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Running off the road: roadside non-native plants invading mountain vegetation

Research output: Contribution to journalA1: Web of Science-articleResearchpeer-review

Authors

  • Keith L. McDougall
  • Jonas Lembrechts
  • Lisa J. Rew
  • Sylvia Haider
  • Lohengrin A. Cavieres
  • Christoph Kueffer
  • Bridgett J. Naylor
  • Martin A. Nunez
  • Anibal Pauchard
  • Tim Seipel
  • Karina L. Speziale
  • Genevieve T. Wright
  • Jake M. Alexander

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Details

Original languageEnglish
JournalBiological Invasions
ISSN1387-3547
Publication statusPublished - 2018

Abstract

Prevention is regarded as a cost-effective management action to avoid unwanted impacts of nonnative species. However, targeted prevention can be difficult if little is known about the traits of successfully invading non-native species or habitat characteristics that make native vegetation more resistant to invasion. Here, we surveyed mountain roads in seven regions worldwide, to investigate whether different
species traits are beneficial during primary invasion (i.e. spread of non-native species along roadside dispersal corridors) and secondary invasion (i.e. percolation from roadsides into natural adjacent vegetation), and to determine if particular habitat
characteristics increase biotic resistance to invasion. We found primary invasion up mountain roads tends to be by longer lived, non-ruderal species without seed dispersal traits. For secondary invasion, we demonstrate that both traits of the non-native species and attributes of the receiving natural vegetation contribute to the extent of invasion. Non-native species that invade natural adjacent vegetation tend to be shade and moisture tolerant. Furthermore, non-native species invasion was greater when the receiving vegetation was similarly rich in native species. Our results show how mountain roads define which nonnative species are successful; first by favouring certain traits in mountain roadsides (the key dispersal pathway to the top), and secondly by requiring a different set of traits when species invade the natural adjacent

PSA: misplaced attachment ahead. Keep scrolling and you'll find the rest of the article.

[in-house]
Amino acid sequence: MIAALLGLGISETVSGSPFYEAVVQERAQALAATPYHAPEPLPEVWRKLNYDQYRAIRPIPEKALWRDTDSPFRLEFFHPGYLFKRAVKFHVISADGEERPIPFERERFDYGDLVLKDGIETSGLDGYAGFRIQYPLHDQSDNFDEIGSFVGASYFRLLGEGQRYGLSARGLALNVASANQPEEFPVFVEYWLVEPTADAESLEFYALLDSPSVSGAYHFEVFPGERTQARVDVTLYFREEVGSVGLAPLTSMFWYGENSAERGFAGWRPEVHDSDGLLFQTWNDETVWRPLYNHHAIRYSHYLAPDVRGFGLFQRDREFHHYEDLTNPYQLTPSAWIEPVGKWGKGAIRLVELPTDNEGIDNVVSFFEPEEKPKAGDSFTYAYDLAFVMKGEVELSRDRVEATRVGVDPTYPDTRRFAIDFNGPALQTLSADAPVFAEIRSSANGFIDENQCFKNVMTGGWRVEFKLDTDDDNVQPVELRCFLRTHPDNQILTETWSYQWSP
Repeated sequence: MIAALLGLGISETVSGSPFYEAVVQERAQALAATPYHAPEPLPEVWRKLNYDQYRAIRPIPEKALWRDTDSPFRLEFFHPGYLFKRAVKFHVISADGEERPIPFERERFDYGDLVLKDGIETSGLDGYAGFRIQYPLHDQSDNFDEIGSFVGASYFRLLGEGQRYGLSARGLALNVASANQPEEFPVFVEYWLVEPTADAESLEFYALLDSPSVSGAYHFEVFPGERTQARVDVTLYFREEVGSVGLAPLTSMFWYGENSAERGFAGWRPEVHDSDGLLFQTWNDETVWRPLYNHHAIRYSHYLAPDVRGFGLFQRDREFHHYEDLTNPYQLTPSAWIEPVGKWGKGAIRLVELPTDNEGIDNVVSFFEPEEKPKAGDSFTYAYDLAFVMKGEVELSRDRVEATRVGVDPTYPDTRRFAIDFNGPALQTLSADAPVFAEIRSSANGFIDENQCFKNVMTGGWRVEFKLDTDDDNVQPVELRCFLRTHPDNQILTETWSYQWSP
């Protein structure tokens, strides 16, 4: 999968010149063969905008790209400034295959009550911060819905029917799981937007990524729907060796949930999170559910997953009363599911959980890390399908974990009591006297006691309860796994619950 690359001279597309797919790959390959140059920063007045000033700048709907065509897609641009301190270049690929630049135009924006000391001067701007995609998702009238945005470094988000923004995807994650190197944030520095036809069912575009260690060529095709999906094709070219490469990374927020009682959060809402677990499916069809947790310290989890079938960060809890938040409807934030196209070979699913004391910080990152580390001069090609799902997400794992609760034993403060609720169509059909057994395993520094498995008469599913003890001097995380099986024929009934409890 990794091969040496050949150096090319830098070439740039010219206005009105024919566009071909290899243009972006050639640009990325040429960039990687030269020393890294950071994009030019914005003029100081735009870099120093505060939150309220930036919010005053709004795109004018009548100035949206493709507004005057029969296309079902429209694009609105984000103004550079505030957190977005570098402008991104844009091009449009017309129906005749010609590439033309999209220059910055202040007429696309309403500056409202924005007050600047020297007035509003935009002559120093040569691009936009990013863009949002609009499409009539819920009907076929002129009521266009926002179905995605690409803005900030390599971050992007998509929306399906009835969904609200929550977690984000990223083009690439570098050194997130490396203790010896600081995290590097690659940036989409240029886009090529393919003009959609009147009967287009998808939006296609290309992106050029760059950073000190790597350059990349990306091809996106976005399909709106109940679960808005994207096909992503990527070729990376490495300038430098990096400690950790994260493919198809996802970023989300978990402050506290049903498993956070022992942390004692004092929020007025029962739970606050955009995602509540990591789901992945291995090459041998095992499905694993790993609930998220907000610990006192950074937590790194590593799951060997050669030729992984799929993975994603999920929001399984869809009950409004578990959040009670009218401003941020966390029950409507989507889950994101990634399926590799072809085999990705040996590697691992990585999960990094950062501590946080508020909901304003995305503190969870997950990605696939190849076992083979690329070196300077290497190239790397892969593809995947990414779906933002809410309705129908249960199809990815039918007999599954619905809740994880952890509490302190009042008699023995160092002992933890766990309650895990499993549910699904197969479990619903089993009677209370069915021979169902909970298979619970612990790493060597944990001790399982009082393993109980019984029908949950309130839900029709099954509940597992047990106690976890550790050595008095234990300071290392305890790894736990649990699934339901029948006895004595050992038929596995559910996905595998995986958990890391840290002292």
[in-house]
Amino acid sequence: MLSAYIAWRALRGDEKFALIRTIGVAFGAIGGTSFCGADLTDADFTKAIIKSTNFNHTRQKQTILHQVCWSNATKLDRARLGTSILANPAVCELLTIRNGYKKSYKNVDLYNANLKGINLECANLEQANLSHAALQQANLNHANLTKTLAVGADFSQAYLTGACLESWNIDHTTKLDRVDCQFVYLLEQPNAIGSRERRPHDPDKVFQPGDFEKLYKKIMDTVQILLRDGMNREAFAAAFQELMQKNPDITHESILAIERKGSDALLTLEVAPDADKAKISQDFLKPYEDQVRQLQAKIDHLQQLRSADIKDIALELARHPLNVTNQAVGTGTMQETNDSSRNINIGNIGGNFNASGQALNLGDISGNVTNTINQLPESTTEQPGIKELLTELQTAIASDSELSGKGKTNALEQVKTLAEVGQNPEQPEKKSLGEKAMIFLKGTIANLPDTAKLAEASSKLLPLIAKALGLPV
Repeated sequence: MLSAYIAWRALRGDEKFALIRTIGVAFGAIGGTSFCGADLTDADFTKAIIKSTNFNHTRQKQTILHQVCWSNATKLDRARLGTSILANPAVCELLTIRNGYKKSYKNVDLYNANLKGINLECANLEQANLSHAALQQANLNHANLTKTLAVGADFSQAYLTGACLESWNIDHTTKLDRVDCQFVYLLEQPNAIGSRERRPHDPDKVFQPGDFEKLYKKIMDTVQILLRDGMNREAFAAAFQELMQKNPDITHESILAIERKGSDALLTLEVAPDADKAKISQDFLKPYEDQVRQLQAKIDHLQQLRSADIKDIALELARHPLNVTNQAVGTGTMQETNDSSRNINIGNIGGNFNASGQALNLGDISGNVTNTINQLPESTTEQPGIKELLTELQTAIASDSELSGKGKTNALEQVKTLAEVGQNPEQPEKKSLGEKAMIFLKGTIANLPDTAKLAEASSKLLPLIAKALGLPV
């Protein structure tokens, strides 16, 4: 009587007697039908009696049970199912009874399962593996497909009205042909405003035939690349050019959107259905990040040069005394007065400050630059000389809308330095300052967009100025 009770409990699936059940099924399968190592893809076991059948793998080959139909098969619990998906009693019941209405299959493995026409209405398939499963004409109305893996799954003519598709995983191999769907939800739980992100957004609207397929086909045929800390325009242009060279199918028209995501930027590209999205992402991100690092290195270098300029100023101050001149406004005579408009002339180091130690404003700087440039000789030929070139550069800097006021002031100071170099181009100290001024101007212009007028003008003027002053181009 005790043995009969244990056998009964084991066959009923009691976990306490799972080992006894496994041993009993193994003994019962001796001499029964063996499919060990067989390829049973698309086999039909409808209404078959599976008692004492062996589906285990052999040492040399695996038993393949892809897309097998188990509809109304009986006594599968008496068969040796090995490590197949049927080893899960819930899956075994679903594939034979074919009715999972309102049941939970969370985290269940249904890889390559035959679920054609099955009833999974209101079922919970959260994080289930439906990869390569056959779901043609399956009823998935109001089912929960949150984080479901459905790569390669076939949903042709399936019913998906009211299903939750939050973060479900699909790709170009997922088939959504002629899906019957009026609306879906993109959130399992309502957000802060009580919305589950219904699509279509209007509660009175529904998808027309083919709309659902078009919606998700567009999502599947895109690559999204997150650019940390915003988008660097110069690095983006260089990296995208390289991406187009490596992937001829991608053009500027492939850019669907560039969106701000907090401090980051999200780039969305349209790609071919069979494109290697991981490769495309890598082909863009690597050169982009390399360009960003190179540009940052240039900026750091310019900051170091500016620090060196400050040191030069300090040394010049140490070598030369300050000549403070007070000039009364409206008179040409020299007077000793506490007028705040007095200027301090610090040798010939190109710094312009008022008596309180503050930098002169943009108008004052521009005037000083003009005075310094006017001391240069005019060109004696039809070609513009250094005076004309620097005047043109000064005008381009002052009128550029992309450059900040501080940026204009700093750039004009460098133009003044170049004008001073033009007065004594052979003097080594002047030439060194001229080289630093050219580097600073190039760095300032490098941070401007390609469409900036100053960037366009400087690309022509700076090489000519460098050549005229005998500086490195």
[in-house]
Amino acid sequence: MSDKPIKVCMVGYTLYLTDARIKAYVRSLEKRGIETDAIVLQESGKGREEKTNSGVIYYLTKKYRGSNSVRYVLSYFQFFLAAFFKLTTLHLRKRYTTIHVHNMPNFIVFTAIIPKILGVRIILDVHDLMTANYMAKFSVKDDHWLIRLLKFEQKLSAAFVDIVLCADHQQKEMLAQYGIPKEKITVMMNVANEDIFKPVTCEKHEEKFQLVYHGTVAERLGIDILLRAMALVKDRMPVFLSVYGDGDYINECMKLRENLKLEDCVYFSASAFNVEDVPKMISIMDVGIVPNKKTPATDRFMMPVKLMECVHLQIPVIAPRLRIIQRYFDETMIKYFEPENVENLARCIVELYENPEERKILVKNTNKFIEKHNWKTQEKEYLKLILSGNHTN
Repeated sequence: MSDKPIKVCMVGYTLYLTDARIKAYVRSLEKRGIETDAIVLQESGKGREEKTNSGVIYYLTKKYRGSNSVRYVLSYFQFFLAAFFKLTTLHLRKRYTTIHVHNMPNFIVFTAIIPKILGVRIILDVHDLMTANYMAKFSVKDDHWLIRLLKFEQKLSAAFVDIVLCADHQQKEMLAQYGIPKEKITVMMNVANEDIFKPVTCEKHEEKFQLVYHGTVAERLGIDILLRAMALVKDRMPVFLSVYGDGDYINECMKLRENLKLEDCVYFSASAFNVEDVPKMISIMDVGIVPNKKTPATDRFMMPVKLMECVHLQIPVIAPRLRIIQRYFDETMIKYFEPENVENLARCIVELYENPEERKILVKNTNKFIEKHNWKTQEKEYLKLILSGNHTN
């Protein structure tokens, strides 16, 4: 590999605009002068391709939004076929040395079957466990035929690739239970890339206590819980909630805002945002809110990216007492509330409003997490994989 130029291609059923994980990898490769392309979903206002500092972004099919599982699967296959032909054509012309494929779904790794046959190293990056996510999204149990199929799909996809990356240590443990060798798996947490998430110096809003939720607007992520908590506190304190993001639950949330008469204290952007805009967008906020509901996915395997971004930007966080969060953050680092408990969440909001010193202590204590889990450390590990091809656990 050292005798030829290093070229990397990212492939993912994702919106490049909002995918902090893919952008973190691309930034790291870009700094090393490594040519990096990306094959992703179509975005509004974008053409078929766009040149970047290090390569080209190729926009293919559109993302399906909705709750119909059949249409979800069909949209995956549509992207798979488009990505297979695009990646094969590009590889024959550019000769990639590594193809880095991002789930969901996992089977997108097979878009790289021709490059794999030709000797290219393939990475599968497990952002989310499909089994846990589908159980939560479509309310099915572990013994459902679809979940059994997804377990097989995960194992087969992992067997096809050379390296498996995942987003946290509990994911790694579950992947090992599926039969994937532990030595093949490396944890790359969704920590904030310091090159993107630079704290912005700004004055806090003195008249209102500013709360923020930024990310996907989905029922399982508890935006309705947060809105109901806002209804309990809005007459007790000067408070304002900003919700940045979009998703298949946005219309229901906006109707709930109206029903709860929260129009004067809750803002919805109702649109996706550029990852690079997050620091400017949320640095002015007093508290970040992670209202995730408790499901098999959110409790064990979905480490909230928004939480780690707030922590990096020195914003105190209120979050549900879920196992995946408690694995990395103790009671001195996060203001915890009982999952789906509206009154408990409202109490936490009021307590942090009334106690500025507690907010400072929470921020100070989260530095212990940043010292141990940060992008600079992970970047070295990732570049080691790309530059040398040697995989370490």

vegetation. While patterns in species traits were observed at a global level, regional abiotic and biotic variables largely generated region-specific levels of response, suggesting that management should be regionally driven.
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  • McDougall_etal_2018_BioInvas

    Final published version, 905 KB, PDF document

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